Greg Weiner

Greg Weiner teaches political science at Assumption College. His latest book is American Burke: The Uncommon Liberalism of Daniel Patrick Moynihan.

The First Progressive?

The first canon of Progressivism is faith in human reason. Politics for the Progressive is a science not in the Aristotelian but in the Baconian sense. Political questions are not prudential complexities to which human judgment approaches better or worse answers but rather moral rigidities with right or wrong solutions wholly within the ambit of the all-powerful human mind. The distance from that schematic to administration by experts is brief. In fairness, that portrayal substantially attenuates the chain. But a recent family visit to Monticello served as a reminder that, however ironically, Thomas Jefferson is one of the chain's first American links.…

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Obergefell and the New Nullification

Perhaps we should add this affirmation to the orientation session for federal judges: The Supremacy Clause means the Constitution and laws arising under it outrank their state counterparts. It does not mean the judiciary is supreme over the coordinate national branches of government. Judge David Bunning of the Eastern District of Kentucky did not quite assert the latter in ruling this week, correctly, that an elected county clerk cannot exempt herself from a decision, however errant, of the Supreme Court. He flirted with it, though: “Our form of government will not survive," he wrote, "unless we, as a society, agree to respect…

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The Civil Rights of Officer Wilson

A year after being accused of violating Michael Brown’s civil rights, Officer Darren Wilson, late of the justly excoriated Ferguson Police Department, has yet to recover his. Those rights include a presumption of innocence denied even after a Justice Department investigation affirmatively exonerated him, compiling reams of physical evidence and witness accounts consistent with his account of events. That evidence conclusively disproved the “hands up, don’t shoot” narrative that—within minutes of the event, the DOJ report said—took flight on wings of since discredited testimony. The investigation also established that Brown attempted to seize Wilson’s gun. Yet the best The Washington Post, reporting on…

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The Undeclared War on ISIL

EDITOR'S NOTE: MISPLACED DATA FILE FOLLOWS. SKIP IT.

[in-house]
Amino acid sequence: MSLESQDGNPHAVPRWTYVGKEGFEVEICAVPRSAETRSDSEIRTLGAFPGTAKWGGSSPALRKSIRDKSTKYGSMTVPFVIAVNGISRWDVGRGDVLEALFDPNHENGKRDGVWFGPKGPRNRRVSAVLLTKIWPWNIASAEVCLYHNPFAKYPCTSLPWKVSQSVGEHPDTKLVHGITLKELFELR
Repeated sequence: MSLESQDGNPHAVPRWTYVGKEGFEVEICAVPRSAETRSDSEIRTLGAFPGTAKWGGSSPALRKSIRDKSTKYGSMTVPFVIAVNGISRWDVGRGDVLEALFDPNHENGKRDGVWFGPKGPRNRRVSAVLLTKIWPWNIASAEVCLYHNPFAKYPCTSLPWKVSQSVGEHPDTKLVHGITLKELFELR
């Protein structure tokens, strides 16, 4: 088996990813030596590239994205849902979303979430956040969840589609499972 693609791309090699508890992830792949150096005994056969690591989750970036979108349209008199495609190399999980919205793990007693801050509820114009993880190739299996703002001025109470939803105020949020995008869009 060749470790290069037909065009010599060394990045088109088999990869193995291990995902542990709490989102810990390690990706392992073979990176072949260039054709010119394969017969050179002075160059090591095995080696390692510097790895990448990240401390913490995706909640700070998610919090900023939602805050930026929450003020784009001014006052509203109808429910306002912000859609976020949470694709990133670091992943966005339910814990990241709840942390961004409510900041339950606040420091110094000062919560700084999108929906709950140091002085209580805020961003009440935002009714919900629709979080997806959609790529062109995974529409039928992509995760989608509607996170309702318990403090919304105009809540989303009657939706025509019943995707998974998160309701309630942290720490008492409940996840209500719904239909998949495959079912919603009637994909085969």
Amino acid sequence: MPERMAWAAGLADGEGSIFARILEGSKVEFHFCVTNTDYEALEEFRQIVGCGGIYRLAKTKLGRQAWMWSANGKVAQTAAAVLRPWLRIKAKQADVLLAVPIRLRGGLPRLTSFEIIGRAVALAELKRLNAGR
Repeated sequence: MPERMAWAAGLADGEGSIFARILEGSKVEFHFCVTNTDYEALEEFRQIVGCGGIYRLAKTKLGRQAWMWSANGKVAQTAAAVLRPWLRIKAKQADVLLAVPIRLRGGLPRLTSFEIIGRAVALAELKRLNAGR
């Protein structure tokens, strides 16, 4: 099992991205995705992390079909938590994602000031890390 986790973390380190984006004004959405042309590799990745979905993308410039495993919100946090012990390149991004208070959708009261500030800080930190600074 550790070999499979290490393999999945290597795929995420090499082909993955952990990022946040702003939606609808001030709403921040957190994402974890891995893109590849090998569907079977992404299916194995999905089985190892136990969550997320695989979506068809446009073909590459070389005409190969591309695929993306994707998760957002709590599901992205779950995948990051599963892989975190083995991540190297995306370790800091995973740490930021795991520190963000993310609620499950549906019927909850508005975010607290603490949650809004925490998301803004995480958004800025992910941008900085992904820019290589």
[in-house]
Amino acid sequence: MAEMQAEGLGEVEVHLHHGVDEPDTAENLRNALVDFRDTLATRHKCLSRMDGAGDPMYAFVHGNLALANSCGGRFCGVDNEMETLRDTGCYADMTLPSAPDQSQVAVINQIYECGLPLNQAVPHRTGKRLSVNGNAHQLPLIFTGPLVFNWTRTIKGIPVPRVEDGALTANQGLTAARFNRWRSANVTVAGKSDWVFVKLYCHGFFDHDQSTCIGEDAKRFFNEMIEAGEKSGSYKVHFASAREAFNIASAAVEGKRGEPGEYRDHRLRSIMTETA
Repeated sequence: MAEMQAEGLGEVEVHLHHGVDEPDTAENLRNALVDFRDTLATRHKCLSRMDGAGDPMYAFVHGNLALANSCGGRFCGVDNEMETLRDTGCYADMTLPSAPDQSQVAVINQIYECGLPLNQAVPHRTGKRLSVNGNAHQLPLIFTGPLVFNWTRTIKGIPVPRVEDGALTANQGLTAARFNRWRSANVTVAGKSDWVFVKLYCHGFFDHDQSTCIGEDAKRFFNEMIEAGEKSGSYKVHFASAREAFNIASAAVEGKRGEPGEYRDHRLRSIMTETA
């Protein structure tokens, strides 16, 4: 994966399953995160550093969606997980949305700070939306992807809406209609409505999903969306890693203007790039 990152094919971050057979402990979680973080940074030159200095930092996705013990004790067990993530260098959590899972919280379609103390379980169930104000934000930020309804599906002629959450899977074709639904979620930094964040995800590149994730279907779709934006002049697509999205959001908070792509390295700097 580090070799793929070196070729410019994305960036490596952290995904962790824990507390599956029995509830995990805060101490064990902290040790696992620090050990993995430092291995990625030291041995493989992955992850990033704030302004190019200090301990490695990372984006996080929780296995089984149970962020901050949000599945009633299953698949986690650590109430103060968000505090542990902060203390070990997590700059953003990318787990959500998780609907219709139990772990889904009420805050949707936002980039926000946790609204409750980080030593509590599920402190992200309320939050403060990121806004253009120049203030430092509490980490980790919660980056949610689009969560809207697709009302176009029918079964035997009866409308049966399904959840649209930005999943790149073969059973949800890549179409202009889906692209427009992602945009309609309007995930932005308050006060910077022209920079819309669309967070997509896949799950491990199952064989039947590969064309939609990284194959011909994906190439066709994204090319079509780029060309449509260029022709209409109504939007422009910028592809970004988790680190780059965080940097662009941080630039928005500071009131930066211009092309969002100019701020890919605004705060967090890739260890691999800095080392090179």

(U.S. Navy photo by Mass Communication Specialist 2nd Class Alex King/Released)

Mr. Gerry never expected to hear, in a republic, a motion to empower the Executive alone to declare war. - Constitutional Convention, August 17. Quaint, that Elbridge Gerry—hung up as he was on the idea that an Executive might need to be empowered to declare war. Two-hundred-and-twenty-seven years nearly to the day after that remark, and one year ago today, the United States commenced military operations against the Islamic State of Iraq and the Levant. One year, $3.3 billion, 5,000 airstrikes and 3,500 ground troops later—hardly repelling a sudden attack—Congress has yet to raise its timid hand to assert its institutional authority. The Obama Administration,…

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Roe’s Progeny: The Abortion Extremes

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The kind of extremism on display on the Planned Parenthood videotapes and in the reflexive closing of ranks around the group—whose own leadership has done more to disavow its grotesqueries, or at least the depictions of them, than have its political supporters—is the product of Roe v. Wade, but not for the reasons commonly supposed.

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Make Voting Harder or Face the Rise of Pelosinomics

Voting ballot

Dispensing first with the obvious, that Nancy Pelosi’s suggestion that 16-year-olds be allowed to vote is asinine, and second with the obligatory, that any malevolent impediments to grownups voting ought to be removed, we may proceed to the particular premises behind the House Democratic Leader’s brainstorm and what they disclose about the sorry state of American politics. Speaking to Generation Progress, Pelosi warmed the audience by emphasizing a plan to allow refinancing of student loans, then dived, or rather wandered, in: [T]here is a direct connection between legislation and the quality of life the people enjoy, and elections.  To achieve what we…

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Burke, Paine, and Obergefell

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Many supporters of a policy of same-sex marriage, and even many supporters of a constitutional right to same-sex marriage—there is a difference—have felt compelled to disavow the shoddy analysis-cum-emotivism by which Justice Kennedy imposed that conclusion. What the euphoria over newly released Supreme Court decisions seems always to obscure is that the same method will be available to other jurists in other cases. Conclusions reached in future may not be so agreeable to those celebrating Obergefell v. Hodges today.

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The Constitutional Morality of Restraint

Randy Barnett and Ed Whelan have revived the supremacy debate in the wake of the Chief Justice’s opinions in King and Obergefell, with Barnett arguing most recently that judges should be guided by the “constraint” of the text rather than “deference,” both of which he classifies as forms of restraint. Much commends that notion, and the distinction is analytically useful. But in the course of embracing a particular strain of originalism, it finds itself in tension with the original understanding of the judges’ role. Barnett’s standard for judicial nominees is a “proven record of willingness to be constrained by the original…

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